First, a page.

Many office workers spend more than 8 hours of their day sitting. Sitting puts up to 40% more load on the joints in the spine, involves 2.5x less muscle activity compared to standing and increases the risk of chronic illnesses such as heart disease, diabetes and cancer.
Eliminating sedentary jobs and tasks is impractical, however, there are small changes we can implement to help reduce pain, increase productivity and improve overall health outcomes.
- Get your set up right
Regardless of if you have a sitting or a standing workstation, ensuring your equipment is set up to suit your body and space can make a big difference to comfort and function. Many larger companies offer ergonomic assessments to assist you with this. If not, try following our attached guide at the end of this article. Ensuring your chair position is adequately supporting your spine can significantly reduce back and neck pain related to deskwork.
- Start standing
Standing increases the muscle activity in our legs and core, reduces the pressure on our spine, improves our oxygen consumption and increases our metabolism. Over a lifetime of desk work, these changes can have a large impact on our long term health outcomes. Sit-to-stand desks are a great way to incorporate more standing and less sitting throughout your day. We recommend starting with small bursts of standing, and gradually increasing these bursts each week as your body gets used to this change in position
- Move your body
We all know how important exercise is throughout the week. The current national guidelines for physical activity in adults recommends 2.5-5 hours of moderate exercise or 1.25-2.5 hours of vigorous exercise, along with 2 strength training sessions per week. Meeting these guidelines can be done in very different ways, depending on what you enjoy and what works for your lifestyle. This may include going to the gym, brisk walking or participation in sports. In addition to these requirements, short exercise breaks throughout your working day can help to reduce time spent sitting. This might involve a walk on your lunch break, a stretching break, walking to speak to colleagues instead of calling or emailing, taking the stairs rather than the elevator and standing and walking when taking phone calls.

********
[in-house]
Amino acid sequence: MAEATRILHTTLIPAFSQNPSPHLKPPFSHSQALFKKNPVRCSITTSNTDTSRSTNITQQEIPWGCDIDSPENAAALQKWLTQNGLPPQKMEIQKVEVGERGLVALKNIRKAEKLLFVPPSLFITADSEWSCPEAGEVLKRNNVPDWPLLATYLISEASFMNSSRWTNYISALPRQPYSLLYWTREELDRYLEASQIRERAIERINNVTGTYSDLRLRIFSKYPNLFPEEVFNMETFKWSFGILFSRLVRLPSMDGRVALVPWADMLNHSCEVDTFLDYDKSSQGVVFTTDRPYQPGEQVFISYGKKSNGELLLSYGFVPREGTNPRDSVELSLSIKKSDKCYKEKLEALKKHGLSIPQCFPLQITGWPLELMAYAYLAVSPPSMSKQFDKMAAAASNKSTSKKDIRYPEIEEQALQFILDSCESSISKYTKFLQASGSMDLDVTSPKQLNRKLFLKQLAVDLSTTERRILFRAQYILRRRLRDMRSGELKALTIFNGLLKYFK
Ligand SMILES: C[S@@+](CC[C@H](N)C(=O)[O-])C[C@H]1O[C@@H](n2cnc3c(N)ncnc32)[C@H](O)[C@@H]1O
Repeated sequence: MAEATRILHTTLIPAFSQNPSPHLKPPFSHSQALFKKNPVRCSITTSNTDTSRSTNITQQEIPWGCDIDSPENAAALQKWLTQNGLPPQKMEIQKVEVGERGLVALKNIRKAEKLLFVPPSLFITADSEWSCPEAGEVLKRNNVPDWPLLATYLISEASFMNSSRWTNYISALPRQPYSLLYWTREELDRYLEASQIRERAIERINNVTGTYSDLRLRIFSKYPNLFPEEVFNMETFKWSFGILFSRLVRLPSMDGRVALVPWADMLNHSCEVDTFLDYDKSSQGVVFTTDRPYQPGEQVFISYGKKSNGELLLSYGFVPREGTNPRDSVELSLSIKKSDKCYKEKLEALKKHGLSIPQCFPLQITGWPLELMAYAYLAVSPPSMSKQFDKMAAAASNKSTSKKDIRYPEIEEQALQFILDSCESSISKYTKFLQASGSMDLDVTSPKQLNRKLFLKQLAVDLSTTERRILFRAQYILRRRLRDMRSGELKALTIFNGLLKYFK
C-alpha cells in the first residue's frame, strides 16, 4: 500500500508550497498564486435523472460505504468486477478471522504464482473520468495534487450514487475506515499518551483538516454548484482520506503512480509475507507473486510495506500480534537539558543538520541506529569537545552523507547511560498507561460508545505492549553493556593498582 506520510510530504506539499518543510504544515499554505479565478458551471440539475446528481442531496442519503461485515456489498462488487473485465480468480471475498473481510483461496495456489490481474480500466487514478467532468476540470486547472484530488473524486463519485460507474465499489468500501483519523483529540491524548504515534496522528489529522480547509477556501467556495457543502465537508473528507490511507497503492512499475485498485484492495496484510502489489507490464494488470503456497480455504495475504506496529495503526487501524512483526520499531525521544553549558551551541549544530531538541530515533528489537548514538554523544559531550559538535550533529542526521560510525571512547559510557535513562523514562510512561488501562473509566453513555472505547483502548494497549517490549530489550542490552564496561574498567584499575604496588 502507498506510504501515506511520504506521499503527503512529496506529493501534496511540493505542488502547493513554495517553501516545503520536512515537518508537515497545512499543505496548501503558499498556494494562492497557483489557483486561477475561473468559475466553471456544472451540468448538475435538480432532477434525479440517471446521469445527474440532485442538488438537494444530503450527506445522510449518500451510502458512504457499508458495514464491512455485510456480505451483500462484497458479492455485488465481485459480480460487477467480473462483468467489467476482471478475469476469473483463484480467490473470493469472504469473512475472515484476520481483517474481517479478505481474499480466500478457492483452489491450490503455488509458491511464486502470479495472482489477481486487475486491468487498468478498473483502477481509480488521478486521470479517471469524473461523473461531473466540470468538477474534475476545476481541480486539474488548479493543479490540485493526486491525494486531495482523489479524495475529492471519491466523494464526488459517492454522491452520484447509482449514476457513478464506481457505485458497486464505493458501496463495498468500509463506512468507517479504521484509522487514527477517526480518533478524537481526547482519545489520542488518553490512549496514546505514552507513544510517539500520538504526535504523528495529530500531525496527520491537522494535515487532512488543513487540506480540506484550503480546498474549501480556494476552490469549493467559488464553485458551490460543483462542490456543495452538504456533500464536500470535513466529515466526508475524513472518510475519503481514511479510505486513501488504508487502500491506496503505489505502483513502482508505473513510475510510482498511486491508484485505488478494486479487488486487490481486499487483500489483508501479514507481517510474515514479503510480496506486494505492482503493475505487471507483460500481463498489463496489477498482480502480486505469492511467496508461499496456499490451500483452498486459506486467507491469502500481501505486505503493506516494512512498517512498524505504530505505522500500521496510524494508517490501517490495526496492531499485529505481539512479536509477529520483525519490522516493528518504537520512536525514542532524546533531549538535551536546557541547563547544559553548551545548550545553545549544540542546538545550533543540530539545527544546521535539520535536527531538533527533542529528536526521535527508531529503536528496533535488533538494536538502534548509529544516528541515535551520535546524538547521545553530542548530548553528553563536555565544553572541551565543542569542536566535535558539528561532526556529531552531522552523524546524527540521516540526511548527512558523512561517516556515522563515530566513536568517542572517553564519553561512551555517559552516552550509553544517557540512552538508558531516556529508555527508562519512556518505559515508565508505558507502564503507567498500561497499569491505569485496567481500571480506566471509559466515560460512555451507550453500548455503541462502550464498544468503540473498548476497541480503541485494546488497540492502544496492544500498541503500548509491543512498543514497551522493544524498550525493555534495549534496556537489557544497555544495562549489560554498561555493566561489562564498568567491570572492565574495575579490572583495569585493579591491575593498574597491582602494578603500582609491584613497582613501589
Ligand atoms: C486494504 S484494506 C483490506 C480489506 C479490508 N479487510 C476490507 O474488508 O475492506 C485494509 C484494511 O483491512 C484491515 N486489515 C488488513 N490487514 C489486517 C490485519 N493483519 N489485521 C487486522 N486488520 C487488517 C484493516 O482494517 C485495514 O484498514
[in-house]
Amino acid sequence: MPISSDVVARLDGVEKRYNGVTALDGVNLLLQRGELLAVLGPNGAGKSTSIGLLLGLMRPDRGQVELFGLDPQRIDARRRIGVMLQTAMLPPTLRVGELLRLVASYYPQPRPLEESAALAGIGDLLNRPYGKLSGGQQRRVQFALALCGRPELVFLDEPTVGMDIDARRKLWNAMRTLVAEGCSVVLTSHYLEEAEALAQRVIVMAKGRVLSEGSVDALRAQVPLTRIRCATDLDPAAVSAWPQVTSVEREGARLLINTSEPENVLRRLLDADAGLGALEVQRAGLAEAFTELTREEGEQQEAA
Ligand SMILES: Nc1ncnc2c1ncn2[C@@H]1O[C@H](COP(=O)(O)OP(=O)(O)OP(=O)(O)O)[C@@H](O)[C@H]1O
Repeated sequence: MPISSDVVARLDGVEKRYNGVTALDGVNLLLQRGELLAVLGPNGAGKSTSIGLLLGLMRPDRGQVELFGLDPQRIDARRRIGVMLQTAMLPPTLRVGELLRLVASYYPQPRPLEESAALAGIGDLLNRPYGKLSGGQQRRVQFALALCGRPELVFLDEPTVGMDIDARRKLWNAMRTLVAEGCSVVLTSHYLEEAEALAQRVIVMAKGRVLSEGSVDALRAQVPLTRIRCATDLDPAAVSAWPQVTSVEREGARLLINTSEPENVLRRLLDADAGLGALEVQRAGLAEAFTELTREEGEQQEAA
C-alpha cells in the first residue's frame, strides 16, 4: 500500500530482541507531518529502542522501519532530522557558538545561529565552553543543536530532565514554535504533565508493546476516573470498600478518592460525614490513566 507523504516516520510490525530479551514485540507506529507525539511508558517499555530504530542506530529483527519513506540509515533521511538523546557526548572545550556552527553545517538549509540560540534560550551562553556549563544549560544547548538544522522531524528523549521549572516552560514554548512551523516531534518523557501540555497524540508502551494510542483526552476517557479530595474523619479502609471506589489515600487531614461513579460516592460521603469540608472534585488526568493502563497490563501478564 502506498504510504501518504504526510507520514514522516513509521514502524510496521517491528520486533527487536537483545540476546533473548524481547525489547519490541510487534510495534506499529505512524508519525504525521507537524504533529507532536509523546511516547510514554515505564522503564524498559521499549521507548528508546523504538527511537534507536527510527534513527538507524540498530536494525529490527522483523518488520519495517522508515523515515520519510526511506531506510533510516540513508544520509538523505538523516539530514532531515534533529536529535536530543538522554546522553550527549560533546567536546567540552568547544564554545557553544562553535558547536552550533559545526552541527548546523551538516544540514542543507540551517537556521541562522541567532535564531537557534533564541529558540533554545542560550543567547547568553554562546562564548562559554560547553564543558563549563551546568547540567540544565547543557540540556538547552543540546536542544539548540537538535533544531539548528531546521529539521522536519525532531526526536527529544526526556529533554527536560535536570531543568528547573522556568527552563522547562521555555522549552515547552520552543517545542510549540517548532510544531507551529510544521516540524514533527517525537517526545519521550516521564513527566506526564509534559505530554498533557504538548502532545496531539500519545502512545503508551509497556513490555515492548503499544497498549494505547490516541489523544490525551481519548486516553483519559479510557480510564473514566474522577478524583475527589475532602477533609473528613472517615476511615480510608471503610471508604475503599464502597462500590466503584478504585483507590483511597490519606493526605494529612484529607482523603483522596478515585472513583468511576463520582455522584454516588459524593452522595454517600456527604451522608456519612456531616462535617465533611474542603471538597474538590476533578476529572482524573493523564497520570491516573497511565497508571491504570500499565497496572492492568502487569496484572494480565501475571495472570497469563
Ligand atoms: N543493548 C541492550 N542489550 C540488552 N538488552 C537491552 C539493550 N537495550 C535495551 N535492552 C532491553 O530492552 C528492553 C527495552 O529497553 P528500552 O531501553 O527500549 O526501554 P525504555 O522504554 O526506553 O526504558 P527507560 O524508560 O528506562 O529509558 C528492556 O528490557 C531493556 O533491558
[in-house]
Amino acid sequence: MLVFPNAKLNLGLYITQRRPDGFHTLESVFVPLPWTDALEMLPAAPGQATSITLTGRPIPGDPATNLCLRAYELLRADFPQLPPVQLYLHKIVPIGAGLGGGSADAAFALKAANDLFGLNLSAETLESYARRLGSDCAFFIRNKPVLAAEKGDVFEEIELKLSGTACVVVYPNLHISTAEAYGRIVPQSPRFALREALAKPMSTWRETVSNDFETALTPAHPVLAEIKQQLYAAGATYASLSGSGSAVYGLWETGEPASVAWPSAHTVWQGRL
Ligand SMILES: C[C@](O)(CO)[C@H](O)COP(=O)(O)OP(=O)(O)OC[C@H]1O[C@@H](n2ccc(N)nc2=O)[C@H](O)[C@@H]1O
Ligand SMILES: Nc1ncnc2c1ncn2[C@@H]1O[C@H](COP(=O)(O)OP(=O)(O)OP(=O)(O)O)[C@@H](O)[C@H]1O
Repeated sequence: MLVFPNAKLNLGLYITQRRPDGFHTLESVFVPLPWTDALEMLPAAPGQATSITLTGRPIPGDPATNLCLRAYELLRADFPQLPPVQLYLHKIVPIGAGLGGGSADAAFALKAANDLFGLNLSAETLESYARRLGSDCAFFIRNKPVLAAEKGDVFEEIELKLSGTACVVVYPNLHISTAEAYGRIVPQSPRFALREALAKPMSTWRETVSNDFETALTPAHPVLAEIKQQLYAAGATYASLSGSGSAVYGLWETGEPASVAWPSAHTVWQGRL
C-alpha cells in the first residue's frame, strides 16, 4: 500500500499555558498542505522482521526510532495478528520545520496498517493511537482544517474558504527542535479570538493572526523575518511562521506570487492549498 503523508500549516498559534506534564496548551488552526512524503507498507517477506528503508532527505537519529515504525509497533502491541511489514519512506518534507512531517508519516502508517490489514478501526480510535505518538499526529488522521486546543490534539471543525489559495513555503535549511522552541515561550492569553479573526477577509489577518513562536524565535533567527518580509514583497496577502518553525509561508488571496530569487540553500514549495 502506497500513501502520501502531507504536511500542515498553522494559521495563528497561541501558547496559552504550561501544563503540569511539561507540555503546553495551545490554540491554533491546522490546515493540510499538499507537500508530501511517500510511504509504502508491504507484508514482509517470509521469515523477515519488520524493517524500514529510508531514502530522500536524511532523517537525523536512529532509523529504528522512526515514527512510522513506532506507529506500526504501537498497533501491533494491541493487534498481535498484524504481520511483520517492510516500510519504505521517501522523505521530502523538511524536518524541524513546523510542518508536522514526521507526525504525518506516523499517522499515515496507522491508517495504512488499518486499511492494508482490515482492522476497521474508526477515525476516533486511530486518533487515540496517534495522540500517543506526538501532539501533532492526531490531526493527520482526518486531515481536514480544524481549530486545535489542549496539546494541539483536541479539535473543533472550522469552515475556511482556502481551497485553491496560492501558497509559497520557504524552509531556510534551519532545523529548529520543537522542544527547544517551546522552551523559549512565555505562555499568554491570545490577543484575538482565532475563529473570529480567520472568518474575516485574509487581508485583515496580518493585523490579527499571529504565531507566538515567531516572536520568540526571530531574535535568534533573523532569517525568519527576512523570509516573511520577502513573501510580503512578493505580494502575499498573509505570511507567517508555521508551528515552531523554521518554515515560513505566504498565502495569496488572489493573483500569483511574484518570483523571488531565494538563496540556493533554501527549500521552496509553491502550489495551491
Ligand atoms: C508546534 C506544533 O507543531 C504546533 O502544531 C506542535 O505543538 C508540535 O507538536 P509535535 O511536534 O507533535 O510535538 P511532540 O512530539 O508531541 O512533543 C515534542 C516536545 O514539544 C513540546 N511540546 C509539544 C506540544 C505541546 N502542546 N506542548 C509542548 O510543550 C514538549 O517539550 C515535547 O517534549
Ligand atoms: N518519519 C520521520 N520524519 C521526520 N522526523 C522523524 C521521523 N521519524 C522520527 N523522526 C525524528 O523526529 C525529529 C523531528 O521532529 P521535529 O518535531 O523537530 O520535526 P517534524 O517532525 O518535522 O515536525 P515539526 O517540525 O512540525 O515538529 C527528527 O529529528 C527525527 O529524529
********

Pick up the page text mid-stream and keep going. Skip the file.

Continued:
We hope this information has empowered you to optimise your workstation and keep moving. If you continue to experience back, neck or other joint pain related to sitting, we would be more than happy to assist you with an individualised physiotherapy assessment. Call us on 5442 5044 or book via our website.
Australian Government Department of Health, 2021, ‘Physical activity and exercise guidelines for all Australians’
Biswas A, Oh PI, Faulkner GE, et al, 2015, ‘Sedentary Time and Its Association With Risk for Disease Incidence, Mortality, and Hospitalization in Adults: A Systematic Review and Meta-analysis’, Annals of Internal Medicine, vol. 162, no. 2, pp. 123-132.
Hamilton MT, Healy GN, Dunstan DW, et al 2008, ‘Too Little Exercise and Too Much Sitting: Inactivity Physiology and the Need for New
Recommendations on Sedentary Behavior’, Curr Cardiovasc Risk Rep, vol Jul 2, no. 4, pp. 292–298.
Tikkanen O, Haakana P, Pesola AJ, et al 2013, ‘Muscle Activity and Inactivity Periods during Normal Daily Life’, PLoS One, vol. 8, no. 1.